TIME Courts

Penn State Ex-Coaches Sue University for $1 Million Over Dismissal

Jay Paterno, son of former Penn State football head coach Joe Paterno, speaks during a memorial service for his father in State College, Pa., in 2012.
Jay Paterno, son of former Penn State football head coach Joe Paterno, speaks during a memorial service for his father in State College, Pa., in 2012. Gene J. Puskar—AP

One is the son of former head coach Joe Paterno

Two former assistant football coaches at Penn State, including the son of the late head coach Joe Paterno, have filed a lawsuit seeking $1 million in damages from the university, claiming they were unfairly linked to the Jerry Sandusky child molestation scandal.

Jay Paterno and Bill Kenney, the two plaintiffs in the suit, were fired in the aftermath of the Sandusky affair when the new head coach Bill O’Brien signed on. Sandusky was sentenced to between 30 and 60 years in prison in 2012, after being convicted of child molestation and abuse charges.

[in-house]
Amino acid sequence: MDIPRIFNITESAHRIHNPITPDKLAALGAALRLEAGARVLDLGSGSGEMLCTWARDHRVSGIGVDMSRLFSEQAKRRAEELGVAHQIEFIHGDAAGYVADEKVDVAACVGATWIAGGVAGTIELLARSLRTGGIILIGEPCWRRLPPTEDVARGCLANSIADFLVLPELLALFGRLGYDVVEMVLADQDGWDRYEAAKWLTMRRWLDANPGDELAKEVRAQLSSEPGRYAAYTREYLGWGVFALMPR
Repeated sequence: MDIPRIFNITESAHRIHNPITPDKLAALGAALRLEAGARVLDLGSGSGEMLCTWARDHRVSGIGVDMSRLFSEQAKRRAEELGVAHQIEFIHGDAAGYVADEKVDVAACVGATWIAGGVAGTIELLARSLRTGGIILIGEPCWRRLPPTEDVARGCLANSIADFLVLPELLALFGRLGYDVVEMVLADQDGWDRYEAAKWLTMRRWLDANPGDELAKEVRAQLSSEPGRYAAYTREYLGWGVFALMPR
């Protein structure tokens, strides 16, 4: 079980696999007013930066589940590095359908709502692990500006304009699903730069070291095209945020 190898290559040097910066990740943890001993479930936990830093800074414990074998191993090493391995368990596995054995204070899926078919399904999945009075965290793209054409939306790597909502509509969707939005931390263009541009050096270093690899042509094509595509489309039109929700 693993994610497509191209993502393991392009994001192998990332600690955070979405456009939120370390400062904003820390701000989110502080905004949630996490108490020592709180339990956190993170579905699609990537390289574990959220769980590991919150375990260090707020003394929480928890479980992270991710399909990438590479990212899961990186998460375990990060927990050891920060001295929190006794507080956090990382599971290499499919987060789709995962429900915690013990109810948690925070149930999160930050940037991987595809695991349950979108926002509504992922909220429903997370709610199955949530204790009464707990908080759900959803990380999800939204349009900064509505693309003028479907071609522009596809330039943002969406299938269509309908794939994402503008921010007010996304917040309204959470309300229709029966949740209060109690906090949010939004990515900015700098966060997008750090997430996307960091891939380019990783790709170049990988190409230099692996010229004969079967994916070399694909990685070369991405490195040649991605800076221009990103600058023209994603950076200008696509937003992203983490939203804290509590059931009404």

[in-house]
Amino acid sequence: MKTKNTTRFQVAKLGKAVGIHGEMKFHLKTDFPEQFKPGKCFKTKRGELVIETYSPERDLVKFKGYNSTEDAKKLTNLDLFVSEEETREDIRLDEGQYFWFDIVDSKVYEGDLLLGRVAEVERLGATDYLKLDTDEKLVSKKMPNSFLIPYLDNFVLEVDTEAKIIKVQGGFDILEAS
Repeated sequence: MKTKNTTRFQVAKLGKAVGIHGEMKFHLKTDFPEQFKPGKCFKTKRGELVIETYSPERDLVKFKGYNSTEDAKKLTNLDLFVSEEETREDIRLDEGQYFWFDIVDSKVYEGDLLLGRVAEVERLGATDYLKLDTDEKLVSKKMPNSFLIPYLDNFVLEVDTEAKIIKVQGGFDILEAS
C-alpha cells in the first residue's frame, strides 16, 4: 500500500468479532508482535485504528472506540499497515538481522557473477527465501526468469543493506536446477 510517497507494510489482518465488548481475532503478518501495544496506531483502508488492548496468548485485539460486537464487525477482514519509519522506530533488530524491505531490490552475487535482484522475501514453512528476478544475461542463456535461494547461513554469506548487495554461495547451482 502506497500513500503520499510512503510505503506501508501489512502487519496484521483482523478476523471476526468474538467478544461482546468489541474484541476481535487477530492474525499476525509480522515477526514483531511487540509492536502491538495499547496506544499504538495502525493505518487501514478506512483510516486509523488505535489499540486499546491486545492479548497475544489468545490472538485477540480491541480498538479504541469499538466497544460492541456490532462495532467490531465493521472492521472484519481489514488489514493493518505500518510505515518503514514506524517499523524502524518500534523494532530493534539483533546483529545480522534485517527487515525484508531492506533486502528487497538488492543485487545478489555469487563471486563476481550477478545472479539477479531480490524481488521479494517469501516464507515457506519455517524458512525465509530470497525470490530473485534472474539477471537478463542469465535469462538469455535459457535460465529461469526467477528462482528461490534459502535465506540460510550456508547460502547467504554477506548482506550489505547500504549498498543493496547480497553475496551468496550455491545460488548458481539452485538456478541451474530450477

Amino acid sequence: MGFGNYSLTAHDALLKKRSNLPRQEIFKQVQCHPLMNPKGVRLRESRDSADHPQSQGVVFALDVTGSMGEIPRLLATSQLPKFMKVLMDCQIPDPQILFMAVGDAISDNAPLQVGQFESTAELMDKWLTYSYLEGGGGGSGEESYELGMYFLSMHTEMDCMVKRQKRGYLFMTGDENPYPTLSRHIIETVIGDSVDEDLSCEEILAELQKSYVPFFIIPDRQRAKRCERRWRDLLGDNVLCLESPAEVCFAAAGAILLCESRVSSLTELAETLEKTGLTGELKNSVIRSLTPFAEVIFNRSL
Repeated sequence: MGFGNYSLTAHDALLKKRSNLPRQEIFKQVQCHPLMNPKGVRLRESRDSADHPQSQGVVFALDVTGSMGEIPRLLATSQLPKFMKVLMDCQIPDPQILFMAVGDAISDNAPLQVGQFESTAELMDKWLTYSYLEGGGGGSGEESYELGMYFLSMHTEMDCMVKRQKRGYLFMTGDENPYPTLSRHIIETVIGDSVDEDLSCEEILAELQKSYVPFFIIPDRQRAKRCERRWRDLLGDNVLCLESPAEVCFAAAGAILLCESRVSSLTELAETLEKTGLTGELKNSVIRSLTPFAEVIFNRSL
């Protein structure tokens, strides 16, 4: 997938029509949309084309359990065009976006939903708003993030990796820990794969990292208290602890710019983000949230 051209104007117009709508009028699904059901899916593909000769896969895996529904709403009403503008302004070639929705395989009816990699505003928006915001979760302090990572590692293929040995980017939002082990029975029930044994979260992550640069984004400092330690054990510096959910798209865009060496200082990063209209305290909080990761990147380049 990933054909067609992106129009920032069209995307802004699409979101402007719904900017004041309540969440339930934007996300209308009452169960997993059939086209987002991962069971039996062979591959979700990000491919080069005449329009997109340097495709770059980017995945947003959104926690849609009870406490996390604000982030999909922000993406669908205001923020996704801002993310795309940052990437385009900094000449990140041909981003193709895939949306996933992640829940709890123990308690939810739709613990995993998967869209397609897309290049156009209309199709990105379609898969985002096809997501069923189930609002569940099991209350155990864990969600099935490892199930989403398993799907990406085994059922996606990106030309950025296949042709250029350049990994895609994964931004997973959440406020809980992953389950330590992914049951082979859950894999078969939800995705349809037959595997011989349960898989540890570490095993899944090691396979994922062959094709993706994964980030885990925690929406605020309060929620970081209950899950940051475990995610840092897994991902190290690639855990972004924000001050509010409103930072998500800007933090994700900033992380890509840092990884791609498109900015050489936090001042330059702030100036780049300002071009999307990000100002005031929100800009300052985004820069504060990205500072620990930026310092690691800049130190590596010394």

Paterno and Kenney argue in the lawsuit that their dismissal was baseless, CNN reports. Since their dismissal in January 2012, they “have been denied lucrative employment opportunities based upon the false light and association by innuendo,” the lawsuit claims.

The two are seeking $1 million in compensation from Penn State for damages to their reputation and inability to meaningfully provide for themselves. They also want Penn State to issue a statement absolving them of any connection with Sandusky.

Penn State said in a statement Tuesday “it is common practice for incoming head coaches to select their own coaching staff,” PennLive.com reports.

Jay Paterno’s father, Joe Paterno, was the head coach of the Penn State team for much of the period that Sandusky served as assistant coach. Paterno Sr. was fired in November 2011 and died just over 2 months later.


TIME Courts

Sleeping Yankees Fan’s Lawsuit Won’t Get Far, Legal Experts Say

A $10 million lawsuit filed by a man who was broadcast on ESPN while sleeping during a baseball game draws skepticism